Memphis and the LA Clippers will meet in the first round of the NBA’s Western Conference playoffs, slotted in the 4-5 bracket, with the Grizzlies holding homecourt advantage. TheSportsNotebook previews what looks like the best matchup of the opening round…
The Clippers looked like they were going to hold homecourt for this matchup and maybe even sneak past the crosstown Lakers for the Pacific Division title and get up to #3. The Clips had won 13 of 15, but the bottom fell out on three challenging road games in the final week. They lost at Phoenix, lost at Atlanta and completed the trifecta with a loss at New York on Wednesday night. Memphis, after an up-and-down year, was ready to move into the vacuum, winning 11 of their final 13 to move into the #4 place and earn the right to open this series at home.
Both of these teams are young and talented, but neither plays at a rapid pace. Both play lower-possession games, somewhat surprising when you consider Chris Paul and Mike Conley have the keys to the car for each team—but perhaps less so when you look at the inside talent, from Blake Griffin to Pau Gasol, that make the halfcourt game advantageous each way. Both teams are in the league’s upper third in rebounding, but where the similarities end is in what side of the ball each excels on. Memphis is a bottom tier team in offensive efficiency, but upper third on the defensive side. Los Angeles is in the league’s elite for offensive execution, but below average on defense.
The Clippers, as advertised by the mainstream media, are built around Chris Paul and Blake Griffin, who each average 20-plus points per game. Paul leads the way in assists, while Griffin hits the boards. This team’s playoff success is going to be determined by factors like whether Randy Foye and Nick Young can take the burden of backcourt scoring off Paul. Or whether DeAndre Jordan will rebound and block shots on the interior, enabling Los Angeles to neutralize Memphis’ bigs. And small forward Caron Butler has to be seen as a prime candidate for a breakout series—at least if the Clippers are going to win.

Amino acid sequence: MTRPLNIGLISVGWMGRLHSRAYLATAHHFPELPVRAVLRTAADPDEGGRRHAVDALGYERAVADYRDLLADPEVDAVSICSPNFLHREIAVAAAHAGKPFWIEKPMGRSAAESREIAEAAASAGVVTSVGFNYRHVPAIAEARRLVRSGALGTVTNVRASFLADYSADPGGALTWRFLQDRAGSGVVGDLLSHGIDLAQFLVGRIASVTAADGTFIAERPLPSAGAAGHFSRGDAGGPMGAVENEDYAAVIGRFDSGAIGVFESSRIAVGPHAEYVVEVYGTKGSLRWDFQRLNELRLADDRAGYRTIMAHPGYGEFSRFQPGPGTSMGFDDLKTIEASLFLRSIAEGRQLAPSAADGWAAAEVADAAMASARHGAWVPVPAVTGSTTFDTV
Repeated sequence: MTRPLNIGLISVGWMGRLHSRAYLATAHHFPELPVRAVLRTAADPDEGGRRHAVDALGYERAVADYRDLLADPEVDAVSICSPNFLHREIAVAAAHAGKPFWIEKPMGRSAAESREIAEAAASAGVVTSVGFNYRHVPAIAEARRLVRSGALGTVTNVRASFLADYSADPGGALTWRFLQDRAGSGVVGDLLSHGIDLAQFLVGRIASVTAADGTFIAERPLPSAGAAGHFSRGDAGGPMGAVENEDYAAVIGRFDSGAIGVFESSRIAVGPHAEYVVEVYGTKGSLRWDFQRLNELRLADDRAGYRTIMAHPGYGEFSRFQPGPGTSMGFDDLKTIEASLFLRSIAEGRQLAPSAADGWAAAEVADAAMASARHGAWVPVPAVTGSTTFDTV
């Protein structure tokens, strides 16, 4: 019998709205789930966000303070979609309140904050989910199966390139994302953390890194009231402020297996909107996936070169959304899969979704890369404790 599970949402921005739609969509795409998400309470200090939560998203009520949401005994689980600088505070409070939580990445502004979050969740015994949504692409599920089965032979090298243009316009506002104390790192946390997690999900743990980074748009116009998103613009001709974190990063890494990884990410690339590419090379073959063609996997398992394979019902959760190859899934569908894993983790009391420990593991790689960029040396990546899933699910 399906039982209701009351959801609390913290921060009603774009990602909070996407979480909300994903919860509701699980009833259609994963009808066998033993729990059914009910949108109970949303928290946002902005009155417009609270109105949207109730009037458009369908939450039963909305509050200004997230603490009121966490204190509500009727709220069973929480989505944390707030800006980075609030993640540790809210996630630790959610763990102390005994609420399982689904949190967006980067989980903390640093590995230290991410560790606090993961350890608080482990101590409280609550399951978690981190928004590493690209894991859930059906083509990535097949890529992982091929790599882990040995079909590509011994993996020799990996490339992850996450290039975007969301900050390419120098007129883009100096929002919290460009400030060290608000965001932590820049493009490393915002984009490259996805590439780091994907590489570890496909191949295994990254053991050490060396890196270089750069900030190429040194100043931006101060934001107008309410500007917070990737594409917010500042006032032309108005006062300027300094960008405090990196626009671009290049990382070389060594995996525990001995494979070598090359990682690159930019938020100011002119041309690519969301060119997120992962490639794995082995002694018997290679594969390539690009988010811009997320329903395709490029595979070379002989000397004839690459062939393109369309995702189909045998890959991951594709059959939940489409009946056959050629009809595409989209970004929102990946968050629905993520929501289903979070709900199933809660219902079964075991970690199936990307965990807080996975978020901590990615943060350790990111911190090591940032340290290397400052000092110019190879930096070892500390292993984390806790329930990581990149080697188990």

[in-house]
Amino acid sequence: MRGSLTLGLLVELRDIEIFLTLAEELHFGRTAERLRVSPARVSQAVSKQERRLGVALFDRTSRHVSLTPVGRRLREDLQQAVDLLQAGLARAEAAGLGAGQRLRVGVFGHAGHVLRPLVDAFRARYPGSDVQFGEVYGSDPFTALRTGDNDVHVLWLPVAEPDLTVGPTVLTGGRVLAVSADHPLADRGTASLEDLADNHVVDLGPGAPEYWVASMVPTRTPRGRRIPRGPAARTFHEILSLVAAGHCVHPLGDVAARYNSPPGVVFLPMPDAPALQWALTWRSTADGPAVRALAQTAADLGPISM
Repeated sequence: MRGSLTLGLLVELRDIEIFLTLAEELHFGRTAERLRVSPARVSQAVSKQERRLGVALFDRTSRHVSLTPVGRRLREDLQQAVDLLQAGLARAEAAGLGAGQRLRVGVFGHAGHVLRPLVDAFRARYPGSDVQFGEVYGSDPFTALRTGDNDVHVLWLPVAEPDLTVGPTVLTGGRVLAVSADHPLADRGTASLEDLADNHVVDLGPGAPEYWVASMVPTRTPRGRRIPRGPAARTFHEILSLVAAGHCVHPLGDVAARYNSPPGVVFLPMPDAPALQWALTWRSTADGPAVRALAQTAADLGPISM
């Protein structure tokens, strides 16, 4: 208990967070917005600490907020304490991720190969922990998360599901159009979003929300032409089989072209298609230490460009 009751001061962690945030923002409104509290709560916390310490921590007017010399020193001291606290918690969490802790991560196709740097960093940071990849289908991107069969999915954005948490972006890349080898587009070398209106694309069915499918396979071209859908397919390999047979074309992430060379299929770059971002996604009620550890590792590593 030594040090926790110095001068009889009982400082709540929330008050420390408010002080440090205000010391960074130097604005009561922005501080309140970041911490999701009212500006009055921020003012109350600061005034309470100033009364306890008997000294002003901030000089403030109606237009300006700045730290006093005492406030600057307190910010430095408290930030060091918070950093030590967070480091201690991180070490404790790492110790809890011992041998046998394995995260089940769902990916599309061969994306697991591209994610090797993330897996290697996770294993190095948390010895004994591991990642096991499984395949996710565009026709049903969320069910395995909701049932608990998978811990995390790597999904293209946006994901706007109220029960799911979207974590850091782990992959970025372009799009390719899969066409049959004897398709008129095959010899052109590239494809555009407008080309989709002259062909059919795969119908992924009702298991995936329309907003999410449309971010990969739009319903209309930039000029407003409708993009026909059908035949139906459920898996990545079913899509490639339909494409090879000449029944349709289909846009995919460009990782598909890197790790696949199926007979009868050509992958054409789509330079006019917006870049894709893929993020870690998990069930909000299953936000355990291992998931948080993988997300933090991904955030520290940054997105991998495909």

Memphis gets its points down low, with Gasol averaging 15, Zach Randolph getting 12 at power forward and most of all by talented small forward Rudy Gay who hits for 19 ppg. But the biggest X-factor Memphis has down low is Marressee Speights, who can give key minutes off the bench at either power forward or center, effectively making the Grizzlies immune to foul trouble. The backcourt is solid in its individual components, with Conley a good floor leader and O.J. Mayo or Tony Allen respective at the two-guard, but this team really lacks a three-point shooter to open up the lane.
I’m skeptical of offensive-oriented teams to win at this time of year, so I like the Grizzlies, but there are some strong factors pushing the Clippers way—most notably the star system of the NBA playoffs. The same league that hotwired the 76ers into the 2001 NBA Finals and the Lakers into the 2002 Finals over small-market teams with some officiating that went beyond shaky, can’t be considered above handing a few extra calls to the team from America’s largest second-city, having the game’s best point guard and the big man in the KIA commercials. Especially when the opponent is less than marquee. I wouldn’t consider the NBA above it, but I haven’t become conspiratorial enough to assume it, so I’m going with defense and the strong interior of Memphis over a team who’s shaky defense and inconsistent supporting cast played them out of a division title and homecourt.